Morrisons home section does retail very cheap crockery, pans and the like - ideal for those needing stuff for uni accommodation.

Iceland

Iceland sells a lot of frozen takeaway-style meals, perfect for keeping in the freezer for your "I can't be bothered cooking" moods. They also offer a free home delivery service (when you spend over £25) so you don't have to try to carry all your bags back home.

Markets and independent shops

Farmers markets and various independent shops are worth a try for the purchase of cheap products such as fruit and veg, herbs and spices. Butchers and fishmongers can also undercut the supermarkets. Even better if you can bargain a bit.

Costco

Costco great for buying all the stuff like electronics, clothes, tobacco, booze, meat, fish, fresh produce, bakery, confectionary, tyres, snacks, furniture as well as optical and pharmaceutical needs.

Costco is good value for money

Waitrose

Waitrose is considered a upper class supermarket but the misconceptions were a thing of the past as Waitrose has launched new ranges aimed as those with less money aka us uni students. In general in comparison to 10 years ago, Waitrose is dramatically cheaper throughout.

Money saving tips

  • Go to supermarkets in the last half hour before closing time because that is when a lot of the items will be sold at reduced prices.
  • Supermarkets are clever and will try to make you buy more than you would normally. For example, I buy a litre of juice every two days, and that does me fine. However, if I buy two litres, then I will drink it more quickly and end up buying two litres every three days. Don't let the offers increase your consumption.
  • There's a big difference between "1/3rd off" and "3 for 2". Ask yourself:
    • "Do I actually want two more of these?"
    • "If I didn't buy two more, would I miss them?"
    • "Am I just being made to spend more here?"
  • Use the calculator on your phone to find out whether special offers are actually worth it, or whether another brand/size will be cheaper.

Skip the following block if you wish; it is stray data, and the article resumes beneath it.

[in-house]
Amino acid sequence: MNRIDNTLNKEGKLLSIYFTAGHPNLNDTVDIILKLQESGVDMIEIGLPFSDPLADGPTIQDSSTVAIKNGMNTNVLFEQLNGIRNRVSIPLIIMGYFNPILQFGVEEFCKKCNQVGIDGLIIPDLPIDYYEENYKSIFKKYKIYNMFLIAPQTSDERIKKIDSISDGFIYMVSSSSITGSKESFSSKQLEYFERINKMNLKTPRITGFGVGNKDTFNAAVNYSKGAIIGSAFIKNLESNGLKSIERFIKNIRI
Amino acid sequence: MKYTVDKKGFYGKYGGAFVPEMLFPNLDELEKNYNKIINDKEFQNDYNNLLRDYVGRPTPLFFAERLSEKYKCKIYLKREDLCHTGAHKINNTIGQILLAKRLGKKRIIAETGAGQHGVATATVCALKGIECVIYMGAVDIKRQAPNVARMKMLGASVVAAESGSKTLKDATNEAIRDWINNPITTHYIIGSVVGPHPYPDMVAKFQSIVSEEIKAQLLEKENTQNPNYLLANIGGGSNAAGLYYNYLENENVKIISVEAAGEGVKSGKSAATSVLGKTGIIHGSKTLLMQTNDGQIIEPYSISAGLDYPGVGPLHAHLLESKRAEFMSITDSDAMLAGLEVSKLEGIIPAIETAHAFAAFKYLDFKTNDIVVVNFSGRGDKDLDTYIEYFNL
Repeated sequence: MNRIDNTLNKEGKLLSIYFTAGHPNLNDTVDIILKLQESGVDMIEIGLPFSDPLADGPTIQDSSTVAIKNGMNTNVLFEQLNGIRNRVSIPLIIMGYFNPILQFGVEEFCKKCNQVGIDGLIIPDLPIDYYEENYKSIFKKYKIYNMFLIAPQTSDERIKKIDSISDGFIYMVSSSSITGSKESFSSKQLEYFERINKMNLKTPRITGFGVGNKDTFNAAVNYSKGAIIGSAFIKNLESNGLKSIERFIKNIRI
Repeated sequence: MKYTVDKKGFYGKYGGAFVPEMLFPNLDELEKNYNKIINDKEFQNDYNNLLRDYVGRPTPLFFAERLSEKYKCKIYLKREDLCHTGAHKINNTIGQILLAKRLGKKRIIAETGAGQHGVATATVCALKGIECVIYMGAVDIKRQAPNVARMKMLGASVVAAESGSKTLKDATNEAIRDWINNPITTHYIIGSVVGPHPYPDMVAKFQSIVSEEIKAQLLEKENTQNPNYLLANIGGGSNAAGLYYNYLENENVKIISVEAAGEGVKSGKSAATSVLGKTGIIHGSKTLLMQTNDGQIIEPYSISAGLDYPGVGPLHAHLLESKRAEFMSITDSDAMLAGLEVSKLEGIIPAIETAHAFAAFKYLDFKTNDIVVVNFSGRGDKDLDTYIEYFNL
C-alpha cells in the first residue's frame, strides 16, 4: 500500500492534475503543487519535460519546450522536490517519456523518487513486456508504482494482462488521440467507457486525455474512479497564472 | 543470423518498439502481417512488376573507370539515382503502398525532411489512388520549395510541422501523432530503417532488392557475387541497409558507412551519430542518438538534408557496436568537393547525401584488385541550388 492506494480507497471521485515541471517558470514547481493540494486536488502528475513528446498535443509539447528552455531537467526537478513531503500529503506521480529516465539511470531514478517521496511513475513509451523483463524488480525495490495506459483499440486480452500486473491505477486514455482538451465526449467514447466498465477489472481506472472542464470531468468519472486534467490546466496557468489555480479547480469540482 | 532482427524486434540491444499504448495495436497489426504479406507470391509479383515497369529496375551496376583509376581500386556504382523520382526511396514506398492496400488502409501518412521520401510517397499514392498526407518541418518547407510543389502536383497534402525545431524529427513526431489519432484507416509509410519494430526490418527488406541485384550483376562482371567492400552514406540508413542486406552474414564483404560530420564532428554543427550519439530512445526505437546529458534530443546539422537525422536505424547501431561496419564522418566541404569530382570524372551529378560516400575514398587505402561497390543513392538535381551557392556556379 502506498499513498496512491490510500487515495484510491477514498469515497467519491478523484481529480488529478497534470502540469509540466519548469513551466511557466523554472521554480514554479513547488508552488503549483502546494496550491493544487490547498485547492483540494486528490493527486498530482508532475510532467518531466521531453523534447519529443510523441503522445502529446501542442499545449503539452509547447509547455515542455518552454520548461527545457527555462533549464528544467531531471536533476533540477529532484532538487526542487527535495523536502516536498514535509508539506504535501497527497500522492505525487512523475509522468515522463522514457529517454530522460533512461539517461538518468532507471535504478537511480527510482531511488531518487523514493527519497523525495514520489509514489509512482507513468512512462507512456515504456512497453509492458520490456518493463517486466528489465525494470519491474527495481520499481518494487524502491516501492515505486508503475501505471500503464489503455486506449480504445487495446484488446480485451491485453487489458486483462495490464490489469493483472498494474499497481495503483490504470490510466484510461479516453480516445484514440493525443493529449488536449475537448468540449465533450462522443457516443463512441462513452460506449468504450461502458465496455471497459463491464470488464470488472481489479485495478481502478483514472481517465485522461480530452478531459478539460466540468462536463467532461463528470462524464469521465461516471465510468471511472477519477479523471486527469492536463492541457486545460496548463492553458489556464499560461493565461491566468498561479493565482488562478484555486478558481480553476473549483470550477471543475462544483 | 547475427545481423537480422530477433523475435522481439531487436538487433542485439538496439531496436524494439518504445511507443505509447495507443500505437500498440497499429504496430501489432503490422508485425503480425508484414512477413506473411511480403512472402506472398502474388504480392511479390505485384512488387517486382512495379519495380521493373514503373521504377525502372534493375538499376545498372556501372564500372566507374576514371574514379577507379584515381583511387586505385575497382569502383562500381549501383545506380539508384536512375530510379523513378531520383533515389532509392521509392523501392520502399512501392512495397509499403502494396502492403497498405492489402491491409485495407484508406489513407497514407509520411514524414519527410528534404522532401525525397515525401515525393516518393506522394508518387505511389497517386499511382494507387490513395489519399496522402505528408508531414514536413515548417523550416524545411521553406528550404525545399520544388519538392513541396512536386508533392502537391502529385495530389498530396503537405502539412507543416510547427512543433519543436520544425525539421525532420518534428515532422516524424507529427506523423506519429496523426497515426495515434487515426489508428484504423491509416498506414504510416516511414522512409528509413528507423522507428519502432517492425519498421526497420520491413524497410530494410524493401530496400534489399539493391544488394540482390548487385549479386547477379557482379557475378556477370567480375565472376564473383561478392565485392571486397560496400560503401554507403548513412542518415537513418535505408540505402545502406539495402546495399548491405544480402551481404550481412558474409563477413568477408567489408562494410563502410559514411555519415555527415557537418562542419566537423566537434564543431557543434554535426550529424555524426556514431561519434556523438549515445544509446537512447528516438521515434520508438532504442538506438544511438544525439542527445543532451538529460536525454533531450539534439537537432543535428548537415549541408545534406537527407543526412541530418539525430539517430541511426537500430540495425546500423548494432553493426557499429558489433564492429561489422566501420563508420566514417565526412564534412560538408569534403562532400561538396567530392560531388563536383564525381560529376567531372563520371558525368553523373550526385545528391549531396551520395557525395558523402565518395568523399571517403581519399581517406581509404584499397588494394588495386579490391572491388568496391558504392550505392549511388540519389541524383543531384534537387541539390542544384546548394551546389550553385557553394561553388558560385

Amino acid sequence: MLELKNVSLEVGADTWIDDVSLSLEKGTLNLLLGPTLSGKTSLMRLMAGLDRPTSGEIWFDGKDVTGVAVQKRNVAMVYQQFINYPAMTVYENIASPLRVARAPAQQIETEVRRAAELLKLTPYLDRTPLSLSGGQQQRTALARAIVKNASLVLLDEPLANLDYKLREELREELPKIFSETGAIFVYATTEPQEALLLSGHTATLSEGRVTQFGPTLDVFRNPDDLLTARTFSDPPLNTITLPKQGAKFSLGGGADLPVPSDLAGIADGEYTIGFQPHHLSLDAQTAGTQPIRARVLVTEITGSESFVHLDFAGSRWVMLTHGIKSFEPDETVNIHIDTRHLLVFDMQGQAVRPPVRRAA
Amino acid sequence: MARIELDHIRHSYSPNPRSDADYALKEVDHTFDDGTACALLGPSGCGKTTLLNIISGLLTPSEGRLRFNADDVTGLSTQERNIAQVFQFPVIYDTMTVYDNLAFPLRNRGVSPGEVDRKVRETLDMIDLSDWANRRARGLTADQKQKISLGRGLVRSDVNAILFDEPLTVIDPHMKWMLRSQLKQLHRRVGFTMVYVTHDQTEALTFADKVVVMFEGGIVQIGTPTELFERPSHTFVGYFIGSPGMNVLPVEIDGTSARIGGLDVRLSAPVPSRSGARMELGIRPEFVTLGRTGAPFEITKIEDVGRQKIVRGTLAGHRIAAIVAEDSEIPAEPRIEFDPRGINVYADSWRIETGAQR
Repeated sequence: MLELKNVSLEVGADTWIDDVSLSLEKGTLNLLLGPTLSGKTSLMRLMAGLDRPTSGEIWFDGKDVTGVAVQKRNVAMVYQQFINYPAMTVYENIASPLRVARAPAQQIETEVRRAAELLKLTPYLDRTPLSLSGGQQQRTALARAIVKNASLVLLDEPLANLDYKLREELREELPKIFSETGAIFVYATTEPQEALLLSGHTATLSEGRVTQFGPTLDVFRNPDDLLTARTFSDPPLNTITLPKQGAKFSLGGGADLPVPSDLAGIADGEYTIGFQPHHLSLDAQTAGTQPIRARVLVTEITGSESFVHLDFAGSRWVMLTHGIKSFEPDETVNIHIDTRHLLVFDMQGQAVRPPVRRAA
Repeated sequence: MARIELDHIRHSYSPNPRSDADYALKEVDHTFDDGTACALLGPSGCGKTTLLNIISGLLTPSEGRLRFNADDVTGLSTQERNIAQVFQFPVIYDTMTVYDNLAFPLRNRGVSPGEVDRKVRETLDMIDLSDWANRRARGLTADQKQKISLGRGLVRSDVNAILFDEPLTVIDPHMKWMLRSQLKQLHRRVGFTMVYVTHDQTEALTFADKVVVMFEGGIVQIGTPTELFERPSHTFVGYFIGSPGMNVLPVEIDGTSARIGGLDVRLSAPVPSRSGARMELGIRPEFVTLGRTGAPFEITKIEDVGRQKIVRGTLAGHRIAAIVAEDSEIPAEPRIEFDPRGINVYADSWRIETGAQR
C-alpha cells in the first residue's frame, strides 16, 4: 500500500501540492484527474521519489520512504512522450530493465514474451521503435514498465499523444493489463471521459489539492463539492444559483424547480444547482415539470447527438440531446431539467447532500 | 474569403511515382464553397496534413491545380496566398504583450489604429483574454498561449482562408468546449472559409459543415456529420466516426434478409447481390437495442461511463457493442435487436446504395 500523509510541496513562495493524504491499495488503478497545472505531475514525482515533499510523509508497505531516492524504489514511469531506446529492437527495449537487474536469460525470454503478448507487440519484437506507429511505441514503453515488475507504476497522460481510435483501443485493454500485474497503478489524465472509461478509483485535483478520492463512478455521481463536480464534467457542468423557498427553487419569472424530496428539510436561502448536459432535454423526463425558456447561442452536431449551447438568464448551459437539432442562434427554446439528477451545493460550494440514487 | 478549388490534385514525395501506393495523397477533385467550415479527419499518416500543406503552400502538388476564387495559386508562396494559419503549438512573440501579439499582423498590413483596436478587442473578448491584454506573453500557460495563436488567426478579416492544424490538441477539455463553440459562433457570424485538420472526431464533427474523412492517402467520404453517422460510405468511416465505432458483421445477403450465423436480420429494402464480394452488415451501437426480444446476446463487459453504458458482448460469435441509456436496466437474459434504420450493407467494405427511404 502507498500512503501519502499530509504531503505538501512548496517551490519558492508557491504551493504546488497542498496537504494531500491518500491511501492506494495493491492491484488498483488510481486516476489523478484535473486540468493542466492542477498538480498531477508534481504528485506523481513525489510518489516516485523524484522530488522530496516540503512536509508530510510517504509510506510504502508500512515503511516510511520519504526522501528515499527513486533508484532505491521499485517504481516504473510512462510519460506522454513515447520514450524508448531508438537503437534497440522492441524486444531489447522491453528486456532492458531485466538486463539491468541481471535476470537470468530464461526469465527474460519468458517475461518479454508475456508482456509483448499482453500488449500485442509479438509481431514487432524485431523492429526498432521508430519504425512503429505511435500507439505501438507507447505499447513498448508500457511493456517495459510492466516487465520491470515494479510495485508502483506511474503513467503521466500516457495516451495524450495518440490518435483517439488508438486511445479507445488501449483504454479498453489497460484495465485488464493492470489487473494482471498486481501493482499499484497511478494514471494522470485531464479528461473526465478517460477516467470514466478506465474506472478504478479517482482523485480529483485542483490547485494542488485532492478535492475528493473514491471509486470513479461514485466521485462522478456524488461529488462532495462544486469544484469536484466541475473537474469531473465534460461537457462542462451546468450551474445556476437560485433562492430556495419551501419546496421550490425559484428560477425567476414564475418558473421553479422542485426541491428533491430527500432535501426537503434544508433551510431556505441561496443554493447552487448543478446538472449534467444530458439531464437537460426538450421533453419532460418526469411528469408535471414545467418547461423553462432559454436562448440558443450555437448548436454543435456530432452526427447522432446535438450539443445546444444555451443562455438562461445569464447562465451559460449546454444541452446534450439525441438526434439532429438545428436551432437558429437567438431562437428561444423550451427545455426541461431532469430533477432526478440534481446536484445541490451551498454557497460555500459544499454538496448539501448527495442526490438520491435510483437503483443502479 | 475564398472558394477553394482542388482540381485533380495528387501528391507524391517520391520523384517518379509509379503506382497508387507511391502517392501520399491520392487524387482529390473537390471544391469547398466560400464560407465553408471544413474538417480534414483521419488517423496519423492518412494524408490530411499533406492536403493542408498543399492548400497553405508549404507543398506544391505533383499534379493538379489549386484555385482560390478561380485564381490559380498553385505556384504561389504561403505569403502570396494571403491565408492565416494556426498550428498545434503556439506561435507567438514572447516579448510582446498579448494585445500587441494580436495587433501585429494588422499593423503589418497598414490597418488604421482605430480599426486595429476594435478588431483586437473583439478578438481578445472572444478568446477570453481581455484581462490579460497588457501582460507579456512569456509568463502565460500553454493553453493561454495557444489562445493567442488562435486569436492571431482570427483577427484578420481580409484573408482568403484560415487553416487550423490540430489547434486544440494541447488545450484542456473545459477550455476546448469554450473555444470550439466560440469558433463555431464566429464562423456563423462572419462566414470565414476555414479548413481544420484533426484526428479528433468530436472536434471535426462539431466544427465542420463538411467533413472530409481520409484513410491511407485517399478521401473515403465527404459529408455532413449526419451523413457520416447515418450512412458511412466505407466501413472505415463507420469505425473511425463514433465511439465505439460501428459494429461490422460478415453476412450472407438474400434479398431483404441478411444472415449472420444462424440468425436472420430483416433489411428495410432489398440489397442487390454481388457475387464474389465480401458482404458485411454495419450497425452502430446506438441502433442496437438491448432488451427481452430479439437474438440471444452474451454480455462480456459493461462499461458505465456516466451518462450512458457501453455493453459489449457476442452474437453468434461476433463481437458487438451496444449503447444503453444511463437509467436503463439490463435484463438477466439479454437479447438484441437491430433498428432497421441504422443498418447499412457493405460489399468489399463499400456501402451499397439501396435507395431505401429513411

• Always look at the unit price.
    • That is, the total price divided by the weight (or volume).
    • So for example, if 250g (0.25kg) of cheese costs £1.50 then the unit price = £1.50 / 0.25 = £6/kg (which is cheap, for cheese).
    • Supermarkets often do this for you - the unit price may be printed on the shelf ticket next to the total price.
    • Use your phone's calculator to work it out if you have to.
    • You'll also find that you can save a lot by buying larger quantities. However, make sure you have space to store it, and that it won't go off before you have a chance to use it.
  • Don't go shopping when you are hungry - you will buy way too much, and you'll buy extra milkshakes, chocolate bars to keep you going.
  • Buy bread and freeze half the loaf, unless you're planning to eat the entire loaf in 2 days.
  • Make large batches of food such as spag bol sauce and freeze it (in single portions) to defrost later when starving.
  • Share food with your flatmates. Take it in turns to cook for each other. You will save money by buying/cooking more at once, plus you'll get to try more different food.

Making good food last: tips to eat tasty food cheaply

Maybe you want to have a change away from your Tesco Value meals or the usual boring meal? Maybe you want to splash out every Friday/Saturday night on something you'll really enjoy?

Takeaway dinners

Assuming you don't have a large appetite and your local takeaway isn't too stingey with its servings, takeaway dinners for one can usually be spread out over 2 meals. You may have it for dinner tonight and save the rest for dinner tomorrow night, or even lunch tomorrow (or breakfast if you wish). This seems to work best with Chinese and Indian food which can often taste better when kept in the fridge for a day/night and then microwaved. However make sure you store left overs well - especially rice.

Mexican dinner kits

These dinner kits, like the Old El Paso or Discovery ones, can be spread over two days (and possibly even three) with a bit of cunning planning. Burrito, Fajita, Enchilida and Nacho dinner kits will set you back around £3 and come with all you need for the base of your meal. You just need to add the meat, vegetables and/or cheese, depending on your taste. If you're feeling flush, you can splash out on refried beans (or make your own), jalapeno peppers and various other additions.

If you like the dinner kits or Mexican food in general, it can be cheaper to buy the wraps and sauce powder separately, rather than buying a dinner kit. Asda fajita seasoning mix lasts ages - you only need to use half the packet or less when making one meal. However, the dinner kits are often included in half-price deals.


See Other Food Articles